Mistakes in the Past | Letters | Chicago Reader

Mistakes in the Past 

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Dear Letters:

Science at the Chicago Academy of Sciences does not extend to historical accuracy, as demonstrated by its press release uncritically run in the Reader's City File of August 1.

Boasting of its 140 years in Chicago, the Academy would have us believe that in 1857 Illinois had "zero miles of railroad." According to the Illinois Fact Book and Historical Almanac, 1673-1968, Illinois in 1860 had "2,790 miles of railroad, second only to Ohio." The railroad boom had begun 23 years earlier when the Illinois General Assembly authorized building 1,300 miles of track.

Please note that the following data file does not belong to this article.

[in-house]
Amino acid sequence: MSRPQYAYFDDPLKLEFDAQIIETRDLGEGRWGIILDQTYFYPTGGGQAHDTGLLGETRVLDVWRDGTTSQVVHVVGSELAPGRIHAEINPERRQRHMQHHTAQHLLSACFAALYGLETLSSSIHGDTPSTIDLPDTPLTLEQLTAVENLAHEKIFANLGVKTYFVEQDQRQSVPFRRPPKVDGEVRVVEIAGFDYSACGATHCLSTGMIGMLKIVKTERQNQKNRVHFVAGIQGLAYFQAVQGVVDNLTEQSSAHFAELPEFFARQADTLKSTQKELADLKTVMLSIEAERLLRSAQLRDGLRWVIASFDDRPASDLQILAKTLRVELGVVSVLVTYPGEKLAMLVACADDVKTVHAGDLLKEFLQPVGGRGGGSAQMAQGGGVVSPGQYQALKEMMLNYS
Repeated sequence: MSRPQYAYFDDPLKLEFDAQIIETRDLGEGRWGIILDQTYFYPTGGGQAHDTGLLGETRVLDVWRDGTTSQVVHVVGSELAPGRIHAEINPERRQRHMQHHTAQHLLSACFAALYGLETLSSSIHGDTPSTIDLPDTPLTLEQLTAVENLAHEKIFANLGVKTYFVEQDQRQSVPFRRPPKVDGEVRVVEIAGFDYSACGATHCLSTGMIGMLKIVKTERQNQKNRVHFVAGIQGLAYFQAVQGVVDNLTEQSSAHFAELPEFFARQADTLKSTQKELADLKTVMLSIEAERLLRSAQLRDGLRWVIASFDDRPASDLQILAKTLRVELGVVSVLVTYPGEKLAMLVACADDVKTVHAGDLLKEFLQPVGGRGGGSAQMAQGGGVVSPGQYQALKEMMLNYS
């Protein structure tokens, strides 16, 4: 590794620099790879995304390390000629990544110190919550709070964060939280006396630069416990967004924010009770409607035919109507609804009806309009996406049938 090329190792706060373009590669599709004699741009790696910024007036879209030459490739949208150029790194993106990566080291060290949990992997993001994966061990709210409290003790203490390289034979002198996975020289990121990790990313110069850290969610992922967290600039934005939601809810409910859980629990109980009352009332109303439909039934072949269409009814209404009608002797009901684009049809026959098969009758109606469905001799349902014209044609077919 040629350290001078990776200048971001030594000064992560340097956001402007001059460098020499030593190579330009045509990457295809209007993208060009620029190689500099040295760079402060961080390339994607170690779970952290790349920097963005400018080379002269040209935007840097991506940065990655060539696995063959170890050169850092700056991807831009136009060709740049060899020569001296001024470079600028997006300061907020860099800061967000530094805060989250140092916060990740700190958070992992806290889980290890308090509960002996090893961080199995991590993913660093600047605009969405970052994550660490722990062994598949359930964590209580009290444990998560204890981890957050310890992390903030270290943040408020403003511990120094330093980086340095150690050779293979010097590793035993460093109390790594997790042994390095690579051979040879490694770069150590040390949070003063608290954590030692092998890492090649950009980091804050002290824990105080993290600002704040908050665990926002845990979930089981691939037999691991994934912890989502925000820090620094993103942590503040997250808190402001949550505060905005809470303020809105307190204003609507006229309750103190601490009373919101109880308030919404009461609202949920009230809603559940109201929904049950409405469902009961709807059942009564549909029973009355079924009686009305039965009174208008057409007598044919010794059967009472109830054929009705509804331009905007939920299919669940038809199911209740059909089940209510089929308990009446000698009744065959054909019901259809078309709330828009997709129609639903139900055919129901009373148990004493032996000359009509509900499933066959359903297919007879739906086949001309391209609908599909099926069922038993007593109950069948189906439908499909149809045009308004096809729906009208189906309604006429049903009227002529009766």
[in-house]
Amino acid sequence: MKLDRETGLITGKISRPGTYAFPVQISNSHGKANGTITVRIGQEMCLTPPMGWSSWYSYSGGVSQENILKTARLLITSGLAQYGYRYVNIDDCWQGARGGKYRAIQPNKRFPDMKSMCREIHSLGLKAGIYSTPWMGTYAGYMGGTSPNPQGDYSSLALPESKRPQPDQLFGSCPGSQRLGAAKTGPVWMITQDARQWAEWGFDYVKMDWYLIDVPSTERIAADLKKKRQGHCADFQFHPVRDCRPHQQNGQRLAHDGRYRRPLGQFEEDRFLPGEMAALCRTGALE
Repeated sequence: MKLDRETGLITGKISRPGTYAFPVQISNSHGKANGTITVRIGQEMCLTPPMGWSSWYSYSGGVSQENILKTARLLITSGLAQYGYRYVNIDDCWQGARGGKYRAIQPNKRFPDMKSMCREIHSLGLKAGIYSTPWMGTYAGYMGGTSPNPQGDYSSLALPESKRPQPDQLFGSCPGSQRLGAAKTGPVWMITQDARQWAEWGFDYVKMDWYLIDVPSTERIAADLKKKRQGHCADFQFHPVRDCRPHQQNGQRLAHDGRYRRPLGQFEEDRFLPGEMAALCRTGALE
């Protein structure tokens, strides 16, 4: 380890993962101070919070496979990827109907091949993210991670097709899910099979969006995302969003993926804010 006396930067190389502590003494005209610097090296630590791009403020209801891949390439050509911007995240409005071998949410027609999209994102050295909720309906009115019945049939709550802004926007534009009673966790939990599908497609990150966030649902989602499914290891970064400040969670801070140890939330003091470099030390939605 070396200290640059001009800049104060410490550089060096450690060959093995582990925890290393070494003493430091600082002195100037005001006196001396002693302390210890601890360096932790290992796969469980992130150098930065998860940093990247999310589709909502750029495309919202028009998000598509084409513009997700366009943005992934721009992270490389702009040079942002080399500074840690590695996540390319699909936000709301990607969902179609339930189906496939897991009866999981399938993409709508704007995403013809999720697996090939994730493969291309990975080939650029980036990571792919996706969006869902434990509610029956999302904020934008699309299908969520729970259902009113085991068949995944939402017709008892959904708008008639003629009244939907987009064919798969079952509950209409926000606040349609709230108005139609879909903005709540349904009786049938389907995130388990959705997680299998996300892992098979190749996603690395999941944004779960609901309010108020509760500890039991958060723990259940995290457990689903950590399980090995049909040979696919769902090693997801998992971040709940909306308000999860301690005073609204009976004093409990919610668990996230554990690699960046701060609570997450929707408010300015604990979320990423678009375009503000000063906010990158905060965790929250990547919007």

"Fewer than 30,000 people lived in Chicago" in 1857, trumpets the Academy of Sciences, attempting to capitalize on its longevity. In fact, Chicago in 1857 had a population of more than 87,000, and was on its way to an 1860 census count of more than 112,000.

The Academy of Sciences proves to be less than scientific, and City File forgot the City News Bureau dictum: "If your mother says she loves you, check it out."

Richard C. Bjorklund

W. Wilson

Harold Henderson replies:

The errors are mine, not the Academy's. I'll try to do better for its 200th.

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